4. This document is more focused on the analysts’ roles in campaigns, although much of the advice applies to data managers, especially at the more junior levels. ↩
5. Most of the polls that you find in the media are from strategy polling firms. Typically, if a poll has more than 10 questions on it, you can be fairly certain that it’s from a strategy polling firm. ↩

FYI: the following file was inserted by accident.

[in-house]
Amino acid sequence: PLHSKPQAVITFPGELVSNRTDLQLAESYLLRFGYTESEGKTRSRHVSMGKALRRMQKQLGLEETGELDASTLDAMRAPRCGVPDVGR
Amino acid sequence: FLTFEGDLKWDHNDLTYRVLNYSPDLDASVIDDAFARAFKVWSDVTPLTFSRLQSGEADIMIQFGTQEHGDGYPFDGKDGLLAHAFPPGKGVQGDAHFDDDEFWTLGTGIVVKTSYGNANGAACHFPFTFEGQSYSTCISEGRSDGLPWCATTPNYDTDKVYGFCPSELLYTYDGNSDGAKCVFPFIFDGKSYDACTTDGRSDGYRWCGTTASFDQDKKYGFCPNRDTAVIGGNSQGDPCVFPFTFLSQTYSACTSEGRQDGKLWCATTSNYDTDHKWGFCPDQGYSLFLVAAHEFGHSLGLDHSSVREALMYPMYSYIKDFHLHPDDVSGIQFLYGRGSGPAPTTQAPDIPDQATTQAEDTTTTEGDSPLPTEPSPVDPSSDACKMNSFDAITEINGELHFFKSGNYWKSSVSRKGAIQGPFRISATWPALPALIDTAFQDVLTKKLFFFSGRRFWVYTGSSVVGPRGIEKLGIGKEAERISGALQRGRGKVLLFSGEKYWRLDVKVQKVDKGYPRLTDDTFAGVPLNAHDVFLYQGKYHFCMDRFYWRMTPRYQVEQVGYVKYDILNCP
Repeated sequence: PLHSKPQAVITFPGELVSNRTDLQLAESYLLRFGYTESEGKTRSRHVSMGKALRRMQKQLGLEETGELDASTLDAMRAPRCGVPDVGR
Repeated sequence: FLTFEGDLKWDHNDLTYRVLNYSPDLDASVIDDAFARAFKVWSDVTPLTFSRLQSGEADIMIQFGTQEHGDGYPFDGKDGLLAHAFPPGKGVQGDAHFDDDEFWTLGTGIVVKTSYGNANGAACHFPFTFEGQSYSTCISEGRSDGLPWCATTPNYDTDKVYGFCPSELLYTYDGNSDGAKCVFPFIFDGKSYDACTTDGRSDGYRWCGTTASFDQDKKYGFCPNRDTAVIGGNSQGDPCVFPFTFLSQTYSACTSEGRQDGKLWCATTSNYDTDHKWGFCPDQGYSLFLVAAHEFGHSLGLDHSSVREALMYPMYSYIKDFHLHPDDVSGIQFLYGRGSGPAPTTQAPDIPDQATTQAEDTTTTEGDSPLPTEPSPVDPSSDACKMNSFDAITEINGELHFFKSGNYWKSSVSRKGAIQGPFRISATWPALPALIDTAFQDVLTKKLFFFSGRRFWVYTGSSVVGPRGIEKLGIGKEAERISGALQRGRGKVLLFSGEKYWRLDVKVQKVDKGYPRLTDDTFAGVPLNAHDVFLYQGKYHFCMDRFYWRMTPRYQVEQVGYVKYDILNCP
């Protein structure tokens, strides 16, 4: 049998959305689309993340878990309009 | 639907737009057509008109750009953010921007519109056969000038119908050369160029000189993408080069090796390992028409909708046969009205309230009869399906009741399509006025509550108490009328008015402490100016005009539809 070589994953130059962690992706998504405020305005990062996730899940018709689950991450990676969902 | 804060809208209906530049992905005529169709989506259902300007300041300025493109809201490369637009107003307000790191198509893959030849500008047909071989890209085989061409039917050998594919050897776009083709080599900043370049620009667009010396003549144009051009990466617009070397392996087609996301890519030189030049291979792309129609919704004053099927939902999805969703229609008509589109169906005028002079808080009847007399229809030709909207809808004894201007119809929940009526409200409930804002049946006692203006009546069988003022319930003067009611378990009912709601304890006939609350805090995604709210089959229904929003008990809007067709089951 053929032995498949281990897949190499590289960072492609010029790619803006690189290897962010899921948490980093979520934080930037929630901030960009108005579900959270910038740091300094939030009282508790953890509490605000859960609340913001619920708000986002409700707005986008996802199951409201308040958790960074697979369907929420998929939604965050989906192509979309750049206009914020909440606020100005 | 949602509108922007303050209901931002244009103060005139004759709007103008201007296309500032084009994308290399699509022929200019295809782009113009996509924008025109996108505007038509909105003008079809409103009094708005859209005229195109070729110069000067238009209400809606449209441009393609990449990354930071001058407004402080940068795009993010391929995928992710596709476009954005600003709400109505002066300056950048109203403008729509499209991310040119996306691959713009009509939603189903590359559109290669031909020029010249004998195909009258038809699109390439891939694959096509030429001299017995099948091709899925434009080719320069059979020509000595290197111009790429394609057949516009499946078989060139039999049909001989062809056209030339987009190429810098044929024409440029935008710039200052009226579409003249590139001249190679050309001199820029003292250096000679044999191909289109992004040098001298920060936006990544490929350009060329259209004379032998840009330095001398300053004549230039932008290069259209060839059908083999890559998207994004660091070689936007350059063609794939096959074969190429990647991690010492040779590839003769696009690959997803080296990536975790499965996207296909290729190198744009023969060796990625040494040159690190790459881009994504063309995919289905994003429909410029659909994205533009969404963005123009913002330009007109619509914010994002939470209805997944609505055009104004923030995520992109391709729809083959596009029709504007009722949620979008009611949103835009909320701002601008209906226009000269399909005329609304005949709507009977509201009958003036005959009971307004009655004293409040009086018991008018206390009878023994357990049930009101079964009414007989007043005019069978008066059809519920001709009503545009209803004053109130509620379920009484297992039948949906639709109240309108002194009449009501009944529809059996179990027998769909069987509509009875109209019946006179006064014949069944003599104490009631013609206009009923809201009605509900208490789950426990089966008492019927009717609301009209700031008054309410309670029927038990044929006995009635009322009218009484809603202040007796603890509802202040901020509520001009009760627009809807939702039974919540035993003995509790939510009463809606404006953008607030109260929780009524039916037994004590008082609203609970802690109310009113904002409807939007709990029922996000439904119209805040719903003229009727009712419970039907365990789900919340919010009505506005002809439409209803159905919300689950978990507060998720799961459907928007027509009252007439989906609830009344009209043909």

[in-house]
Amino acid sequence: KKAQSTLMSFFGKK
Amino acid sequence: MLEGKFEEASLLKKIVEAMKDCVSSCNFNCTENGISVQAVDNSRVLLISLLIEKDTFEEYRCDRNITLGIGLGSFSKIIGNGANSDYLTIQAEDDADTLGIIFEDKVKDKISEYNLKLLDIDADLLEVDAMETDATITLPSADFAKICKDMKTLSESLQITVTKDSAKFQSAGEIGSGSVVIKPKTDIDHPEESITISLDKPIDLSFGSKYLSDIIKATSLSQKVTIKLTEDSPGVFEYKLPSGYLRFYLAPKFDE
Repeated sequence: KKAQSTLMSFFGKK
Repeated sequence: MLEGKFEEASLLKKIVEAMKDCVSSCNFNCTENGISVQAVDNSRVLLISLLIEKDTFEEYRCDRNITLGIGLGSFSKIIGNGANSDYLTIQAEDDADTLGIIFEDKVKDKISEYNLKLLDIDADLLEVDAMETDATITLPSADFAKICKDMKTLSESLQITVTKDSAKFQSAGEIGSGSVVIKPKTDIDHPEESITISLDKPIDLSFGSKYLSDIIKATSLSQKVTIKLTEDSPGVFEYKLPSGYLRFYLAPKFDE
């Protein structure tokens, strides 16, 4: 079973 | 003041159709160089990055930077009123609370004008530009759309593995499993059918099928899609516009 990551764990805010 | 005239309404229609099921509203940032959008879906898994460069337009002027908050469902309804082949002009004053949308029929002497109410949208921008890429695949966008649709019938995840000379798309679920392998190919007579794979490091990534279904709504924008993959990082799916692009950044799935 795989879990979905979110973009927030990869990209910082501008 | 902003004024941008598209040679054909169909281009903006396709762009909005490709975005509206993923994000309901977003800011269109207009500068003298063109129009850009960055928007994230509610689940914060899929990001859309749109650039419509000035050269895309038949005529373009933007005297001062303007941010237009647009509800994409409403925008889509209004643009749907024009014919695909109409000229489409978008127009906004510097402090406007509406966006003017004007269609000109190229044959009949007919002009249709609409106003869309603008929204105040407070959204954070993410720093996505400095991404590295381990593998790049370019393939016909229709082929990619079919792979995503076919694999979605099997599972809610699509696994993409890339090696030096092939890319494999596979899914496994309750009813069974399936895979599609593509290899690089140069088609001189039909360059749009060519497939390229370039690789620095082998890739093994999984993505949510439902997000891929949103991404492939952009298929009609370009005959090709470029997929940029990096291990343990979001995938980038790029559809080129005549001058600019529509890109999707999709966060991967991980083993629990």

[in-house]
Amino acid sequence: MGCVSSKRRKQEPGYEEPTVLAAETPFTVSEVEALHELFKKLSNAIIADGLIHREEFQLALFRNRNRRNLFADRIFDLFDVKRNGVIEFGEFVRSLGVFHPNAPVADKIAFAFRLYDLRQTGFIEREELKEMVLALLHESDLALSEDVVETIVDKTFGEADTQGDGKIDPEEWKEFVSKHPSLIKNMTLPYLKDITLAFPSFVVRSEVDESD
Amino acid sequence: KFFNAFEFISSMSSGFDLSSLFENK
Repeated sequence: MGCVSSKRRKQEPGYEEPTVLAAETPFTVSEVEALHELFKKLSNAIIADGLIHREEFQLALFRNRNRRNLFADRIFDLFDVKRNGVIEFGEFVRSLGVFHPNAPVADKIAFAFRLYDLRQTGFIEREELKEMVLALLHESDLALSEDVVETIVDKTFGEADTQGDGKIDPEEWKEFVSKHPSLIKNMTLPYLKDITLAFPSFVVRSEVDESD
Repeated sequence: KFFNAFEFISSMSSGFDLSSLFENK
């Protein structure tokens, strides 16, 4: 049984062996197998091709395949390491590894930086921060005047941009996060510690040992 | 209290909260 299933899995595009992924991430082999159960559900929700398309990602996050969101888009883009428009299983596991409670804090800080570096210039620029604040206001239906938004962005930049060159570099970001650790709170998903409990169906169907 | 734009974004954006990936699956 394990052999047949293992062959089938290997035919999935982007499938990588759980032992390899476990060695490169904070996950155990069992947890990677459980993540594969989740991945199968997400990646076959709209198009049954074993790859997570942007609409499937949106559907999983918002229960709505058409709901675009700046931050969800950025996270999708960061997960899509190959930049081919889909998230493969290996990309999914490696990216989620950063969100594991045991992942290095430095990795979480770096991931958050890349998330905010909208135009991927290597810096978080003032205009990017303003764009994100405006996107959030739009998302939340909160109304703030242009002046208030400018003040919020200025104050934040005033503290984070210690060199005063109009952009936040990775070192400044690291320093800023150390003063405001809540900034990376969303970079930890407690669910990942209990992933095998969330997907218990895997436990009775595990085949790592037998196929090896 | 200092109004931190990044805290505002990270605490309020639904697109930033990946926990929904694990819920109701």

6. Methodologically, both analytics and strategy polling uses voter files to draw on samples, although strategy pollsters will occasionally also use random digit dialing. In general, strategy polling tends to hew more closely to traditional, academic survey research whereas analytics pollsters tend to use more modern techniques, such as drawing samples on the basis of turnout propensity (rather than using a likely voter screen) and inversely to response likelihood. ↩